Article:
There are several similarities to the Inn on the Beach at the Longboat Key Club and Resort and the recently shuttered Colony Beach & Tennis Resort.
Both are well-known, respected resorts on Longboat Key that have a group of unit owners that have access to their units for four weeks, or approximately 30 days, a year.
And the majority of the Inn on the Beach unit owners are participating unit owners, who belong to a rental pool that allows the Longboat Key Club and Resort to rent out their units. It’s a similar arrangement that the Colony Beach & Tennis Resort has with its unit owners.
Both resorts also sit on beachfront property overlooking the Gulf of Mexico.
But, in 2009, that’s about where the similarities end.
The Colony Beach & Tennis Resort suspended its hotel operations last month after a five-year battle with its association’s board of directors. The association has refused to assess its 234 unit owners for assessments on aging condominium buildings.
Meanwhile, further south on Gulf of Mexico Drive, the 221-unit owners of the Inn on the Beach continue to approve assessment after assessment to upgrade their hotel units.
Inn on the Beach unit owners didn’t always have a great relationship with their board of directors.
Just ask Longboat Key resident Dr. George Noble.
Noble, the secretary of the Inn on the Beach Board of Directors since 2004, was the only board member left standing after unit owners recalled their board in November 2007, after refusing to approve a $12.1 million project for new glass doors and sliders.
The recall, and the six new board members who followed, taught him a lesson, Noble said.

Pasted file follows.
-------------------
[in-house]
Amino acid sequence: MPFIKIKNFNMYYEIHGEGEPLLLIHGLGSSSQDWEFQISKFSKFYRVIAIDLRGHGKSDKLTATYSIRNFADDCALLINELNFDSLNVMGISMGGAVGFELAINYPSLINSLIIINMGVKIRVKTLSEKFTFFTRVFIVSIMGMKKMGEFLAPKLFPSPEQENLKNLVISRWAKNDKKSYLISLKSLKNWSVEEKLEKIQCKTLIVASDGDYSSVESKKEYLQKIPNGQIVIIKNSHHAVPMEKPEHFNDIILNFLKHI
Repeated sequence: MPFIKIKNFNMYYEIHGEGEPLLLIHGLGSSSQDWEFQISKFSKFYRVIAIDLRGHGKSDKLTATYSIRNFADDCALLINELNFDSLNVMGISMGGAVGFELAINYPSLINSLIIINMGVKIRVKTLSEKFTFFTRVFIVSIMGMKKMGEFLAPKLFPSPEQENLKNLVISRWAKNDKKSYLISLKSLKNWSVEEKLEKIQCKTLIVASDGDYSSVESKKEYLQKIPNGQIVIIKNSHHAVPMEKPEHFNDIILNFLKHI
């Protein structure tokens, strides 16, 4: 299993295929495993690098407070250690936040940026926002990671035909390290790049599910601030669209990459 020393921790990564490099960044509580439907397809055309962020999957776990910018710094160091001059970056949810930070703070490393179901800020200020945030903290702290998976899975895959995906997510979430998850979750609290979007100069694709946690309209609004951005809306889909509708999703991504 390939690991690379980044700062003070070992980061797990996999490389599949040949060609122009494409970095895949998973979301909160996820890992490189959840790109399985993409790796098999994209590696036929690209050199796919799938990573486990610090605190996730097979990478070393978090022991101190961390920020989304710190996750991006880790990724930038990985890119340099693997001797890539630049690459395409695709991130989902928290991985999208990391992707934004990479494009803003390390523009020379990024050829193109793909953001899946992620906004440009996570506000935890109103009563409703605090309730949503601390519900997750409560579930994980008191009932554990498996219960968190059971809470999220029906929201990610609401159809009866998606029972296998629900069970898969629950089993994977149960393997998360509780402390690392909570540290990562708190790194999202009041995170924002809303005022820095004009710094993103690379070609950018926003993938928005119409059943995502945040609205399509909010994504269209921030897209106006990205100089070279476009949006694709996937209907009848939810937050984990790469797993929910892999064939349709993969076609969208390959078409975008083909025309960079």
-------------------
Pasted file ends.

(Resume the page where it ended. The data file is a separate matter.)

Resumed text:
“If you want to be a successful condominium board on Longboat Key or anywhere else, you have to have a good relationship with hotel management and your unit owners,” Noble said.
The present board, Noble said, has board members with building experience and a willingness to put the time in needed to get the job done.
It has paid off.
After the recall, the new Inn on the Beach Board of Directors went to work and soon came back to unit owners with a cheaper $6.3 million contract proposal that included new sliding-glass doors and sliders for the entire hotel.
And that $6.3 million price also included all new windows and hurricane-proof front doors, both of which can withstand winds of up to 140 mph.
Along with that price tag were new tile walkways on all the corridors of the hotel and the replacement of the spoked balcony railings with new glass-panel railings.
“The whole envelope of our building will now be protected,” Noble said. “And it’s all because the new board is more savvy, knew how to bid contracts and listened to both the owners and hotel management.”
Noble said the new project ensures better insurance premiums and creates a better ambience for hotel guests.
The project, approved by more than three-quarters of the unit owners, will cost Inn on the Beach unit owners approximately $500 per month for six years.
But that’s not the only assessment for which Inn on the Beach unit owners have been willing to pay.
That assessment comes on top of an assessment that unit owners paid a year-and-a-half ago for a remodeling of the interiors and new furniture in all the units.
Each unit owner paid approximately $25,000 to $40,000 for that remodel assessment.
On top of those two assessments, unit owners already paid approximately $40,000 each three years ago to replace all interior surfaces of the units, such as lighting, carpeting and marble countertops.